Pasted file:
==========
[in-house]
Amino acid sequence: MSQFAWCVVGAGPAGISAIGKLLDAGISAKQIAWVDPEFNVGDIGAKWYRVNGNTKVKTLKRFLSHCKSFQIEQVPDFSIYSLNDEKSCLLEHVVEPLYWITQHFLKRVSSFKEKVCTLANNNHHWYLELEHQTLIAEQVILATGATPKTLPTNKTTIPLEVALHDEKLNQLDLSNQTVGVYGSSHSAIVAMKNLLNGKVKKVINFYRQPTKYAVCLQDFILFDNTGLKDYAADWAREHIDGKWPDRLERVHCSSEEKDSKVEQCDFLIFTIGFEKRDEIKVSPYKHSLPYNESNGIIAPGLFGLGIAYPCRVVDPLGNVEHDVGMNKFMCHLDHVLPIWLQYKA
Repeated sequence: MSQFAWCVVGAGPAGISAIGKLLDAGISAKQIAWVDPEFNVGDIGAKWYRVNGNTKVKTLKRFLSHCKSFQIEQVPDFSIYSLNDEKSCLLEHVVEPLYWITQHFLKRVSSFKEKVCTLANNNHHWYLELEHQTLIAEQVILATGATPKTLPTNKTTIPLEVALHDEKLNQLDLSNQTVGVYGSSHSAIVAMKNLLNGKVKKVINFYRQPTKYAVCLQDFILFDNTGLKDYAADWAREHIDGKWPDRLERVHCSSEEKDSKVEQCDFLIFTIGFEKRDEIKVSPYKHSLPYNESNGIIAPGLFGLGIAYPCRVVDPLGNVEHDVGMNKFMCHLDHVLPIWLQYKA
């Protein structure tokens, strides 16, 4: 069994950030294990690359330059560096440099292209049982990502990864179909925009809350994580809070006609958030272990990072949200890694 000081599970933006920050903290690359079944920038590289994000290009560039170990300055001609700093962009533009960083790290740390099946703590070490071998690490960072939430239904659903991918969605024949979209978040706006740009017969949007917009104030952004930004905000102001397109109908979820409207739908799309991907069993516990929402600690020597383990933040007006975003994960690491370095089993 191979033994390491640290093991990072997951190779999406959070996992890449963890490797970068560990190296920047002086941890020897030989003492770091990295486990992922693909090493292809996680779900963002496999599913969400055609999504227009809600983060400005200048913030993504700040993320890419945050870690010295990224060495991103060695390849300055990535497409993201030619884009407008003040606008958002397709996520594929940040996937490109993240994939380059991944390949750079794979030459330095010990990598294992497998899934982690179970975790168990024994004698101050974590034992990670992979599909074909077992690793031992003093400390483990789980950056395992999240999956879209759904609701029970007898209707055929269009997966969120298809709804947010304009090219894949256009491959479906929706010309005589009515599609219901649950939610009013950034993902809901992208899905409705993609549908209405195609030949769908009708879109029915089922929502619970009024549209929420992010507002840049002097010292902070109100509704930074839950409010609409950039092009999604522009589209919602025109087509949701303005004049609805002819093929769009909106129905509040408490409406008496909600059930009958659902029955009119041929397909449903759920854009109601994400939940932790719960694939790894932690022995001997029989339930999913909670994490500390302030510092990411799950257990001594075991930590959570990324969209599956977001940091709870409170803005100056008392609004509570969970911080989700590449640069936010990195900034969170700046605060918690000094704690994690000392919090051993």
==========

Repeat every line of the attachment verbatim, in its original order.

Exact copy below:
[in-house]
Amino acid sequence: MSQFAWCVVGAGPAGISAIGKLLDAGISAKQIAWVDPEFNVGDIGAKWYRVNGNTKVKTLKRFLSHCKSFQIEQVPDFSIYSLNDEKSCLLEHVVEPLYWITQHFLKRVSSFKEKVCTLANNNHHWYLELEHQTLIAEQVILATGATPKTLPTNKTTIPLEVALHDEKLNQLDLSNQTVGVYGSSHSAIVAMKNLLNGKVKKVINFYRQPTKYAVCLQDFILFDNTGLKDYAADWAREHIDGKWPDRLERVHCSSEEKDSKVEQCDFLIFTIGFEKRDEIKVSPYKHSLPYNESNGIIAPGLFGLGIAYPCRVVDPLGNVEHDVGMNKFMCHLDHVLPIWLQYKA
Repeated sequence: MSQFAWCVVGAGPAGISAIGKLLDAGISAKQIAWVDPEFNVGDIGAKWYRVNGNTKVKTLKRFLSHCKSFQIEQVPDFSIYSLNDEKSCLLEHVVEPLYWITQHFLKRVSSFKEKVCTLANNNHHWYLELEHQTLIAEQVILATGATPKTLPTNKTTIPLEVALHDEKLNQLDLSNQTVGVYGSSHSAIVAMKNLLNGKVKKVINFYRQPTKYAVCLQDFILFDNTGLKDYAADWAREHIDGKWPDRLERVHCSSEEKDSKVEQCDFLIFTIGFEKRDEIKVSPYKHSLPYNESNGIIAPGLFGLGIAYPCRVVDPLGNVEHDVGMNKFMCHLDHVLPIWLQYKA
């Protein structure tokens, strides 16, 4: 069994950030294990690359330059560096440099292209049982990502990864179909925009809350994580809070006609958030272990990072949200890694 000081599970933006920050903290690359079944920038590289994000290009560039170990300055001609700093962009533009960083790290740390099946703590070490071998690490960072939430239904659903991918969605024949979209978040706006740009017969949007917009104030952004930004905000102001397109109908979820409207739908799309991907069993516990929402600690020597383990933040007006975003994960690491370095089993 191979033994390491640290093991990072997951190779999406959070996992890449963890490797970068560990190296920047002086941890020897030989003492770091990295486990992922693909090493292809996680779900963002496999599913969400055609999504227009809600983060400005200048913030993504700040993320890419945050870690010295990224060495991103060695390849300055990535497409993201030619884009407008003040606008958002397709996520594929940040996937490109993240994939380059991944390949750079794979030459330095010990990598294992497998899934982690179970975790168990024994004698101050974590034992990670992979599909074909077992690793031992003093400390483990789980950056395992999240999956879209759904609701029970007898209707055929269009997966969120298809709804947010304009090219894949256009491959479906929706010309005589009515599609219901649950939610009013950034993902809901992208899905409705993609549908209405195609030949769908009708879109029915089922929502619970009024549209929420992010507002840049002097010292902070109100509704930074839950409010609409950039092009999604522009589209919602025109087509949701303005004049609805002819093929769009909106129905509040408490409406008496909600059930009958659902029955009119041929397909449903759920854009109601994400939940932790719960694939790894932690022995001997029989339930999913909670994490500390302030510092990411799950257990001594075991930590959570990324969209599956977001940091709870409170803005100056008392609004509570969970911080989700590449640069936010990195900034969170700046605060918690000094704690994690000392919090051993």